The past two years have been challenging for everyone.
Here at Crisis Assistance Ministry, staff and customers alike have had to adjust to seemingly constant changes caused by the pandemic. But, as the saying goes, every cloud has a silver lining. The fortunate outcome at Crisis Assistance is that the delivery of emergency financial assistance is more customer-focused than ever before.
For over 45 years, Crisis Assistance Ministry used the same basic process to serve the community. A person physically came to our office and waited in our lobby, along with an average of 150 other families, while our team triaged everyone’s application to determine the most urgent needs. We had the capacity to serve around 100 families a day. Often, about one-third of the people would be turned away and advised to return another day. Those remaining would wait in the lobby for an interview; for some families, it was all day long.
This process was tiring and costly for customers. Time lost from work, child care issues, transportation costs, and the stressful wait time took their toll on everyone. We dreamed of revamping our process to lessen the burden, but the immediacy of need every day took precedence.
Then, the pandemic forced us to stop and perform an overhaul. It wasn’t easy, and there were some challenges along the way. Still, our new process has transformed the way customers receive emergency financial assistance.
Today, a person no longer needs to stand in line to see if they will be seen that day. No one has to sit all day in the lobby, waiting for an interview. Monday through Friday between 10:00 am and 4:30 pm, everyone can visit our team and turn in an application, have it reviewed on the spot, and then return to work or home – saving time, money, and dignity. The wait is no more than 20 minutes, and there are never more than 20 people waiting in the lobby at a time. There is no need for customers to return to the agency, as caseworkers now conduct phone interviews and utilize electronic signatures.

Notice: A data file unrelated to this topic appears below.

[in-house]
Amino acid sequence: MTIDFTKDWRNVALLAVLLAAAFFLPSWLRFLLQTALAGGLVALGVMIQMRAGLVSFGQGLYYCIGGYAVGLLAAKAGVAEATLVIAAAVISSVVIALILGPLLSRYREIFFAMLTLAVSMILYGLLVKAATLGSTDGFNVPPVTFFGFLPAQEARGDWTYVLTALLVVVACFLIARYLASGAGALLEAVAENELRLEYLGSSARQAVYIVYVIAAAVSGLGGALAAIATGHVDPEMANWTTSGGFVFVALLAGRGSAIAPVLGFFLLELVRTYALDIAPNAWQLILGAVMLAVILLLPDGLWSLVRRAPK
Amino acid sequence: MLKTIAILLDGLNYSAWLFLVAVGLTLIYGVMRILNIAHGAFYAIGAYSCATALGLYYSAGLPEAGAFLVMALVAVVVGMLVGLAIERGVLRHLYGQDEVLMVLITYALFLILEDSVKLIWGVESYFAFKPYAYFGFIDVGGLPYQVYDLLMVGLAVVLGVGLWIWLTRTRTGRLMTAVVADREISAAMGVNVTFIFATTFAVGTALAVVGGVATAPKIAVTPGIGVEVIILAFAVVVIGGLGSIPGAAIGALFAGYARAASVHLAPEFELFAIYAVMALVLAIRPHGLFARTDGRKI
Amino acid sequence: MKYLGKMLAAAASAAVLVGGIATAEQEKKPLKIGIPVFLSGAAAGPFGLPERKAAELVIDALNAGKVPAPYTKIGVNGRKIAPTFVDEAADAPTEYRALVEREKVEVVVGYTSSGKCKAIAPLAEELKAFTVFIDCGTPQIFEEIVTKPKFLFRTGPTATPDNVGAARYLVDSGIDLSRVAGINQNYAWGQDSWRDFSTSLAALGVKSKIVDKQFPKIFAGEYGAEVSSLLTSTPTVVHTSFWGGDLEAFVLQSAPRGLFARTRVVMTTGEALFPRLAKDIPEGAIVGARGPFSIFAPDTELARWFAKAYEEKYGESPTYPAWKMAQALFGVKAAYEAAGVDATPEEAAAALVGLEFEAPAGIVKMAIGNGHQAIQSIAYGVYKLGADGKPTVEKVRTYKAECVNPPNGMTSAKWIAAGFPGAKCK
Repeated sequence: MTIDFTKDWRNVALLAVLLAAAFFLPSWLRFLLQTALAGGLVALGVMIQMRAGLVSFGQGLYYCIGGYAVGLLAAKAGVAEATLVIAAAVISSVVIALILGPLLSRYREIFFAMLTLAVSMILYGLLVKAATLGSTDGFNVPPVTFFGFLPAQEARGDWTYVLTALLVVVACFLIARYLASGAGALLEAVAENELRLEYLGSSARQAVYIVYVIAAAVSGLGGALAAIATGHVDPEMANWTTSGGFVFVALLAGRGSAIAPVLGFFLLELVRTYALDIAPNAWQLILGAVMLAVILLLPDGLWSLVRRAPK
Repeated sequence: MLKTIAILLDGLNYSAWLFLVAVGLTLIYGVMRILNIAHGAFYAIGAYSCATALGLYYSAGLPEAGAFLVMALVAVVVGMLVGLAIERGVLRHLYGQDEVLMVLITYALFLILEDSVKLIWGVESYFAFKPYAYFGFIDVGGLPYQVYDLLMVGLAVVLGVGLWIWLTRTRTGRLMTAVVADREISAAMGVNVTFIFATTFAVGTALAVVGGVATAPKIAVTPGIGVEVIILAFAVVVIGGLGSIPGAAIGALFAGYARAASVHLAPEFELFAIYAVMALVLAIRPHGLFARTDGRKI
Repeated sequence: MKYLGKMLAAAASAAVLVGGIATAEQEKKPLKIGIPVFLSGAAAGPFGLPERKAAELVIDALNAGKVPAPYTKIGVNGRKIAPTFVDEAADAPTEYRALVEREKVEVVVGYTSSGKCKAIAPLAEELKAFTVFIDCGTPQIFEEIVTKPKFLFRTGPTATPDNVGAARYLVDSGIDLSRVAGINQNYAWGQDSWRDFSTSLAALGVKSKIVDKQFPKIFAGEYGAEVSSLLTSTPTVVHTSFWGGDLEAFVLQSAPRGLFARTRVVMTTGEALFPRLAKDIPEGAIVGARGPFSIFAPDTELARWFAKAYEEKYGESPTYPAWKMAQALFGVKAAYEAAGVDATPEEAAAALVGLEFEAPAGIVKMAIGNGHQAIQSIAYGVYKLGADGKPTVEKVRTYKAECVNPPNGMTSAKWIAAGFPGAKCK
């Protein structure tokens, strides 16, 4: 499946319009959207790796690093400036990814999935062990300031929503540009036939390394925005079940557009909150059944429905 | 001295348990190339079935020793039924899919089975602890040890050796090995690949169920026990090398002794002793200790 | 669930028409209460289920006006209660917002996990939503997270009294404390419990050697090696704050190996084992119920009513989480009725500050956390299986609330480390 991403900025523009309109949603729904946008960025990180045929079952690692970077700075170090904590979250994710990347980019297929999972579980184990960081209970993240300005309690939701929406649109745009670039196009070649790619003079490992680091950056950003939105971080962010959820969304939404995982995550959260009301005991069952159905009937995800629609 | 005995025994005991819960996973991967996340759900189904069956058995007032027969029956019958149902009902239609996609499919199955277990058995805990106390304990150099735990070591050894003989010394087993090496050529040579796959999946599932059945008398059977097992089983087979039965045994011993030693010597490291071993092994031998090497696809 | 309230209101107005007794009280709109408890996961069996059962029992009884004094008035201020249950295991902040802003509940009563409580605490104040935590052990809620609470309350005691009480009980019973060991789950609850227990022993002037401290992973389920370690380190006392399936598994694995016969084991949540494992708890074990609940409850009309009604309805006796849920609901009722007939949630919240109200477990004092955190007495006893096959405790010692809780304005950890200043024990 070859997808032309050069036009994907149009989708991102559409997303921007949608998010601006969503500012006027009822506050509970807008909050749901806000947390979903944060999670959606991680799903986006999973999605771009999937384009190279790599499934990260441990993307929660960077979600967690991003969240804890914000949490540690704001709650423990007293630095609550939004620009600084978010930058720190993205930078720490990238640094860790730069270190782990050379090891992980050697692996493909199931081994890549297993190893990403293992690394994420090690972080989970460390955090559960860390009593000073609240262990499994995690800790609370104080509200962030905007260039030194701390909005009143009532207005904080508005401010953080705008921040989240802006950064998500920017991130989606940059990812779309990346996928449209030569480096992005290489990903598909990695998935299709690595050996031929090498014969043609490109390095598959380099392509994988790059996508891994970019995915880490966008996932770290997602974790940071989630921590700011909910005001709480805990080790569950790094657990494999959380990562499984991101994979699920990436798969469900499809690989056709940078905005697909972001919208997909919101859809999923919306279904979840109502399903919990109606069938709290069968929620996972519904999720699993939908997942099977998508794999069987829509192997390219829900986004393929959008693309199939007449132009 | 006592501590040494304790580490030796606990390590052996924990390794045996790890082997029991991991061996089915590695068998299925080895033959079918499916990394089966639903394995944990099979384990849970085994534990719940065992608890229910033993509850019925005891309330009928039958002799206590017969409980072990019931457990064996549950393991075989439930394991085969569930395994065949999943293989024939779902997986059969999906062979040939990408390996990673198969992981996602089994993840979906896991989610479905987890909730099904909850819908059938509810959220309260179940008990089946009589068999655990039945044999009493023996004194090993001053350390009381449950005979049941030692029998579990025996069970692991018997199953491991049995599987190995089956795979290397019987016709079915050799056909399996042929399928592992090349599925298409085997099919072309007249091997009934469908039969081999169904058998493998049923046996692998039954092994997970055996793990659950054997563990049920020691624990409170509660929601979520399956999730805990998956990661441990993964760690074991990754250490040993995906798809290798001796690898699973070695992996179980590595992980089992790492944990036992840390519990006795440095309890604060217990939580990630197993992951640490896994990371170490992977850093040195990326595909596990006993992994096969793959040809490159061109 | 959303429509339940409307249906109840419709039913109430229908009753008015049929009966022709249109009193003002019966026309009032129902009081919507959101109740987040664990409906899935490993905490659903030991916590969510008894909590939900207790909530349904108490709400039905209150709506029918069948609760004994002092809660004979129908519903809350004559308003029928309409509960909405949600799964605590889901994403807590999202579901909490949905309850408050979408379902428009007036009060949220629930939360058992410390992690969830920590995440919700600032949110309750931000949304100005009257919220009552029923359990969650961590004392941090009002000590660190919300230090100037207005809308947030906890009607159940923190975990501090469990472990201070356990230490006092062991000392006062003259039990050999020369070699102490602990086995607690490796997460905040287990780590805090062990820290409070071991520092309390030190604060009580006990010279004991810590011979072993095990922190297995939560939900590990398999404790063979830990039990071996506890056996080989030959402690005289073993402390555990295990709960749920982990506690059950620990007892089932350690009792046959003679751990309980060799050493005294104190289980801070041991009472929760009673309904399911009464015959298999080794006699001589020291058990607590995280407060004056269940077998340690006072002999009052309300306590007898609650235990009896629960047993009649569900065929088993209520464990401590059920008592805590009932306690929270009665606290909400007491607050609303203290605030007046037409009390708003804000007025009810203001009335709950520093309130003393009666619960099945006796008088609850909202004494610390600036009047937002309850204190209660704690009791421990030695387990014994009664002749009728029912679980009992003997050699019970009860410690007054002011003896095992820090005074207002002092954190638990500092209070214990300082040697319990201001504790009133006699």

We still prioritize emergencies to determine the most urgent needs, so customers facing imminent eviction or utility disconnection are assessed first, followed by those who have more time. People with a late notice for rent or utilities, but no scheduled disconnection or court date, could wait more than a week for a phone call from a caseworker. Our process is designed to ensure every application is addressed before the situation escalates. So, even though some customers may wait an extended time for a phone interview, they can remain comfortably in their homes.
We understand that change can be difficult, especially after four decades of following a different method. We are excited about this opportunity to enhance our customer-centric approach, as it reinforces our core values of treating everyone with dignity and respect.